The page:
As is well-known, Darwin's story really begins with his voyage of the Beagle when he accepted a position on a ship whose melancholic, manic-depressive captain Robert Fitzroy wanted an educated, cultured man to keep him company on a long and dangerous voyage that circumnavigated the world. For Darwin this was a golden chance to observe and document the world's flora and fauna. One of the best illustrated expositions of Darwin's voyage is in Alan Moorhead's "The Voyage of the Beagle" which is beautifully illustrated with original drawings of the wondrous plants, animals and geological formations that Darwin saw on the voyage. Darwin's own account of the voyage is characteristically detailed and modest and depicts a man enthralled by the beauty of the natural world around him. By the time he set off on his historic journey, young Charles had already been inspired by his teacher Charles Lyell's book on geology that talked about geological changes over vast tracts of time: in time, “Principles of Geology” would become a seminal text and a touchstone of the Great Books program. As is also rather well known, evolutionary ideas had been in the air for quite some time by then (as marvelously documented in Rebecca Stott's recent book "Darwin's Ghosts", which traces evolutionary thinking back to Aristotle and even before), and Darwin certainly was not the first to note the rather simple fact that organisms seem to have changed over time, a view that nonetheless and naturally flew in the face of religious dogma. Most importantly, Darwin was well aware of Thomas Malthus's famous argument about the proliferation of species exceeding the resources available to them, an idea whose logical extension would be to conjecture a kind of competition between species and individuals for finite resources. The "struggle for survival", taught today in school textbooks, a phrase that became much maligned later, nonetheless would have been obvious to a man as intelligent and perceptive as Darwin when he set off on his voyage.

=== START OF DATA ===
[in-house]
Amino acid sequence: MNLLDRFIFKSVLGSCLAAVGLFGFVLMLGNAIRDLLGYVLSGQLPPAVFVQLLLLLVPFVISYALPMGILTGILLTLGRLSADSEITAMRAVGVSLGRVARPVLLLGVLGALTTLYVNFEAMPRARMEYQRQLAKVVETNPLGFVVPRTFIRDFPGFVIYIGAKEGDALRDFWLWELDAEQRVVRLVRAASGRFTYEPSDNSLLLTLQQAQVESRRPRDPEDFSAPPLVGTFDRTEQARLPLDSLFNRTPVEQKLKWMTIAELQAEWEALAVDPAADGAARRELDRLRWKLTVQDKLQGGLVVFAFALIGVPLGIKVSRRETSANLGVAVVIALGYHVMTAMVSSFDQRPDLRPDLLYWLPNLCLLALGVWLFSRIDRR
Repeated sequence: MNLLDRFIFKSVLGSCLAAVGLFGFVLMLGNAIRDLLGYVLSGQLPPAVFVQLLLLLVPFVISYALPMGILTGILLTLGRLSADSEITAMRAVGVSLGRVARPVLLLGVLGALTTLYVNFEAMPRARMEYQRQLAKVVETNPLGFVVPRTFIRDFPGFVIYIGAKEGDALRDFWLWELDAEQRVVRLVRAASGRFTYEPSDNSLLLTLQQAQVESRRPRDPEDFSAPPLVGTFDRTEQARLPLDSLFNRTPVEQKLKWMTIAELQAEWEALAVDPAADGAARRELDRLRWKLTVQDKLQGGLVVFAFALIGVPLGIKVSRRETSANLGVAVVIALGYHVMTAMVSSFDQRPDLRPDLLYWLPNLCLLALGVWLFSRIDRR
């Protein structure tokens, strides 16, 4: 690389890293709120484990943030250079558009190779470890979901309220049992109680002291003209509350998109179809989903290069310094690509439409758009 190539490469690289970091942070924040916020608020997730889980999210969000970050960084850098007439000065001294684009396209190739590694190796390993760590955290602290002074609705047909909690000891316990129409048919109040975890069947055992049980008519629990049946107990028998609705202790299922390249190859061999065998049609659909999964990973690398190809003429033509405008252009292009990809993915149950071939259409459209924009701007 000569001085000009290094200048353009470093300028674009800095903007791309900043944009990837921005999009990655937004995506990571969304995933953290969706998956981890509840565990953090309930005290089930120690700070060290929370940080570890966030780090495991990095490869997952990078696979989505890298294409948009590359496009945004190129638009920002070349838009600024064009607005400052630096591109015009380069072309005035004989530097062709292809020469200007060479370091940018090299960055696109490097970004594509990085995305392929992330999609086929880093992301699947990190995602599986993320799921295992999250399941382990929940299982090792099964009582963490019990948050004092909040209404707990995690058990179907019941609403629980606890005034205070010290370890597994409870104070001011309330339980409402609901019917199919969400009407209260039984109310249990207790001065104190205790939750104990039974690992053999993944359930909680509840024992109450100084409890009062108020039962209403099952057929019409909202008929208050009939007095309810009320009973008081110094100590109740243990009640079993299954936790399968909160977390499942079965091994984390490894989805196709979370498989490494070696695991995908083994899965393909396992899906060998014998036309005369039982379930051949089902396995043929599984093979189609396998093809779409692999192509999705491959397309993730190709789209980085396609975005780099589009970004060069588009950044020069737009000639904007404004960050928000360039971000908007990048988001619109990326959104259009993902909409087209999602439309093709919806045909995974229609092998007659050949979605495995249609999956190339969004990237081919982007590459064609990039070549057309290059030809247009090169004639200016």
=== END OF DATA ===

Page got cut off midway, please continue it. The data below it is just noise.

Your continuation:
Biology, unlike mathematics or physics, is a science more akin to astronomy that relies on extensive tabulation and observation. Unlike a theoretical physicist, a biologist would be hard-pressed to divine truths about the world by armchair speculation. Thus, painstakingly collecting and classifying natural flora and fauna and making sense of its similarities and differences is a of the biological sciences. Fortunately Darwin was the right man in the right place; endowed with a naturally curious mind with an excellent memory for assimilation and integration, he was also unique and fortunate to embark on a worldwide voyage that would enable him to put his outstanding faculties to optimum use. Everywhere he went he recorded meticulous details of geology, biology, anthropology and culture. His observation of earthquakes and rock formations in South America and his finding of fossils of giant mammals lend credence to his beliefs about organisms being born and getting extinguished by sometimes violent physical and planetary change. His observation of the Pacific and Atlantic islanders (especially the ones on Tierra del Fuego) and their peculiar customs underscored the diversity of human life along with other life in his mind. But perhaps his best known and most important stop came after several months of traveling, when the ship left Ecuador to dock at the Galapagos Islands.